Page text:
Wednesday, June 17, 2009

Potter Publisher: Plagiarism Charges Untrue

Bloomsbury Publishing, PLC, which publishes the popular Harry Potter series written by J.K. Rowling, has vowed vigorously to defend against a copyright infringement suit by the estate of author Adrien Jacobs seeking 500 million pounds.

Lawyers for the estate claim that the fourth book in Rowling's series about boy wizard Harry Potter, "Harry Potter and the Goblet of Fire," which has sold more than 400 million copies worldwide since its publication in 2000, reproduces substantial parts of Jacobs' "The Adventures of Willy the Wizard," a 36-page booklet published in 1987. Jacobs died penniless in a hospice in 1997.

Jacobs' estate claims that Jacob had sought the services of literary agent Christopher Little, who subsequently became Rowling's agent. Bloomsbury dismissed the lawsuit as unfounded, contends that Rowling never heard of Jacobs or his work, and notes that the central character of Willy the Wizard is not a young wizard, nor does the story revolve around a school for wizards.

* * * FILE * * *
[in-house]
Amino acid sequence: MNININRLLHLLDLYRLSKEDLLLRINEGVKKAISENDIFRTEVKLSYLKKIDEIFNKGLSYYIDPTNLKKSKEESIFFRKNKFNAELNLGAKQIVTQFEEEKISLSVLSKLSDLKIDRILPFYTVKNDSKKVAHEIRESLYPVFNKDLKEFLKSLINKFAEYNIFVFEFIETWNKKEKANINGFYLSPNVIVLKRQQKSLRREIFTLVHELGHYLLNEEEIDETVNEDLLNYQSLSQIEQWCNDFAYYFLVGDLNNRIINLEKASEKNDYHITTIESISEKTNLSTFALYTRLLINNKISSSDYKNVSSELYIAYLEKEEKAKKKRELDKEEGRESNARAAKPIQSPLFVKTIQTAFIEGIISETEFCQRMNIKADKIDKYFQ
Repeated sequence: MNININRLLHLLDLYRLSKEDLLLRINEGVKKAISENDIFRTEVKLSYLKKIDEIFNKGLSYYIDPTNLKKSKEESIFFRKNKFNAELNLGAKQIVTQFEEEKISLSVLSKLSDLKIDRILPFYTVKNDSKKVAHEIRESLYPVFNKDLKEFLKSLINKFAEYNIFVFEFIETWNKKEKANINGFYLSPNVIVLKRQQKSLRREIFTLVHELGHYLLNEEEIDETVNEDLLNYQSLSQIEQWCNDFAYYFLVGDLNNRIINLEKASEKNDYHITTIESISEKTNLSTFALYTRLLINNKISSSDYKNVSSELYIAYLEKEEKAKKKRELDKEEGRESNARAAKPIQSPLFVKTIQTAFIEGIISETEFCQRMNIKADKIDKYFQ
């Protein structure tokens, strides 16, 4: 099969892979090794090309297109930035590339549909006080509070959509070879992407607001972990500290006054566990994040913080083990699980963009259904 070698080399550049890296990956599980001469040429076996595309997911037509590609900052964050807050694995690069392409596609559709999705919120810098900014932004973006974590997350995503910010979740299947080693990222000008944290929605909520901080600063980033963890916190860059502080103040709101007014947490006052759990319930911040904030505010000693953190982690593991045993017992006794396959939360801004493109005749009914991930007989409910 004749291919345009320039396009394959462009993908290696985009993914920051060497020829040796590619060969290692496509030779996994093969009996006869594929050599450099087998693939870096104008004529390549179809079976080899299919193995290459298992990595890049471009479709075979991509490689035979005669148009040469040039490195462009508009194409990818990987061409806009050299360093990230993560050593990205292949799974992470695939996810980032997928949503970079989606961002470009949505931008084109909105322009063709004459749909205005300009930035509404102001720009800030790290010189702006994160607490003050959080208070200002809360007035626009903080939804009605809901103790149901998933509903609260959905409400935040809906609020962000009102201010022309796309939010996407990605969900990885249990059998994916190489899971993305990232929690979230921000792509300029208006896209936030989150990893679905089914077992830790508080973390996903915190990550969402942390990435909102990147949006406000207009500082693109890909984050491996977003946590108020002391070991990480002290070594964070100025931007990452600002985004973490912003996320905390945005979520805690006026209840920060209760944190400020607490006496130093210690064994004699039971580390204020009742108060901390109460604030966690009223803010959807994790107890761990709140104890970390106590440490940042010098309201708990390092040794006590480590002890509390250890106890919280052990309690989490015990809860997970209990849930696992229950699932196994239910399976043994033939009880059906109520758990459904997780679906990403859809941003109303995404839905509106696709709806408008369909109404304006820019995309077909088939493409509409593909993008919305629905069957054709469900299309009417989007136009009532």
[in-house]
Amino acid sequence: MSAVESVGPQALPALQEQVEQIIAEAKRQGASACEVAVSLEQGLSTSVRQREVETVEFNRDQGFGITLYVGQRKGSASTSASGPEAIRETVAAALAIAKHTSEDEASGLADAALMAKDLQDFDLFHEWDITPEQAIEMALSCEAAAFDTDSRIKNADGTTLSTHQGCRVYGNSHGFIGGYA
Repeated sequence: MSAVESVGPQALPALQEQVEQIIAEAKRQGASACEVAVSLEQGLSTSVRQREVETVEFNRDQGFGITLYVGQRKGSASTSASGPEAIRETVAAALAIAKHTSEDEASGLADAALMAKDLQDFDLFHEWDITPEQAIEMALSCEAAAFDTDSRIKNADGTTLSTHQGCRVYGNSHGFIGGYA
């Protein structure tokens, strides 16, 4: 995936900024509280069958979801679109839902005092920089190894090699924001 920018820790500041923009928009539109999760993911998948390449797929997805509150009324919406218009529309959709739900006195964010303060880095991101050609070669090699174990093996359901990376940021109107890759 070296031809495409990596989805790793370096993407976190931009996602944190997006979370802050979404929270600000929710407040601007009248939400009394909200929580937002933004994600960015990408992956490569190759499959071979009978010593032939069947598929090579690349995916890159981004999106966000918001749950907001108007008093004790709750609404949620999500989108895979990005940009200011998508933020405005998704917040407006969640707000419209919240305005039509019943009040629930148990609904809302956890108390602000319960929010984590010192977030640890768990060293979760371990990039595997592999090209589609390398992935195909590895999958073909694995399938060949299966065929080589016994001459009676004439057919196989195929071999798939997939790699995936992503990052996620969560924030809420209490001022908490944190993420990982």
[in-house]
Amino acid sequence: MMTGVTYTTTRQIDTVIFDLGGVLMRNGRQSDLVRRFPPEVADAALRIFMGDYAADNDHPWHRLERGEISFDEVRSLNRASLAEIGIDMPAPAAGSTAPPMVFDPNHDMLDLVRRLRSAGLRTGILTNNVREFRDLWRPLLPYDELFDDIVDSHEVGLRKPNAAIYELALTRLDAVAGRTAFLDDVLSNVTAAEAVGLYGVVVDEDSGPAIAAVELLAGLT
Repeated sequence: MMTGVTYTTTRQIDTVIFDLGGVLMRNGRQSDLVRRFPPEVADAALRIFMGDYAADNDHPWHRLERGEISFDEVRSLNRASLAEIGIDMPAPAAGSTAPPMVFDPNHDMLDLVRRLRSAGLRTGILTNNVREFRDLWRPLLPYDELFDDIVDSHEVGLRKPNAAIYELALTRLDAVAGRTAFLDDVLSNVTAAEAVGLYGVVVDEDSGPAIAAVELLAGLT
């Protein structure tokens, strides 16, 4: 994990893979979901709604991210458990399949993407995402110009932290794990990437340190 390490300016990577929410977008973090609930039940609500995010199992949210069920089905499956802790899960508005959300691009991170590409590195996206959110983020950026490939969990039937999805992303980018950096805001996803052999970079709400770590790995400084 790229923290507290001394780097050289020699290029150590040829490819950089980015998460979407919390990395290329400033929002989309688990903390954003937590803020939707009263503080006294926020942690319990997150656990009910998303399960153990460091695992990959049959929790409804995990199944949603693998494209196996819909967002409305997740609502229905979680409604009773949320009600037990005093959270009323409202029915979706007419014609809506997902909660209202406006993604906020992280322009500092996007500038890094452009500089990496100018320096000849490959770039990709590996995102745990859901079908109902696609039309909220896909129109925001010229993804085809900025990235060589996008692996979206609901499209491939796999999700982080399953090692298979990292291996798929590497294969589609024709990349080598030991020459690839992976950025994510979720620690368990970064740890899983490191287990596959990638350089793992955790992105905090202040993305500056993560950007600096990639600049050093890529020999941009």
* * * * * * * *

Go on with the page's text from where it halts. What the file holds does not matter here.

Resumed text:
One can only dread what the penalty for plagiarism might be at Hogwarts School of Witchcraft and Wizardry.

1 comment:

  1. How come no one sues poor authors for plagiarism? The principle is the same. I can't help thinking that income-generation is a key part of this and similar lawsuits. Is it a complete coincidence that - whoever - is suing the most successful author in recent history? A woman who's richer than the Queen of England? I think not.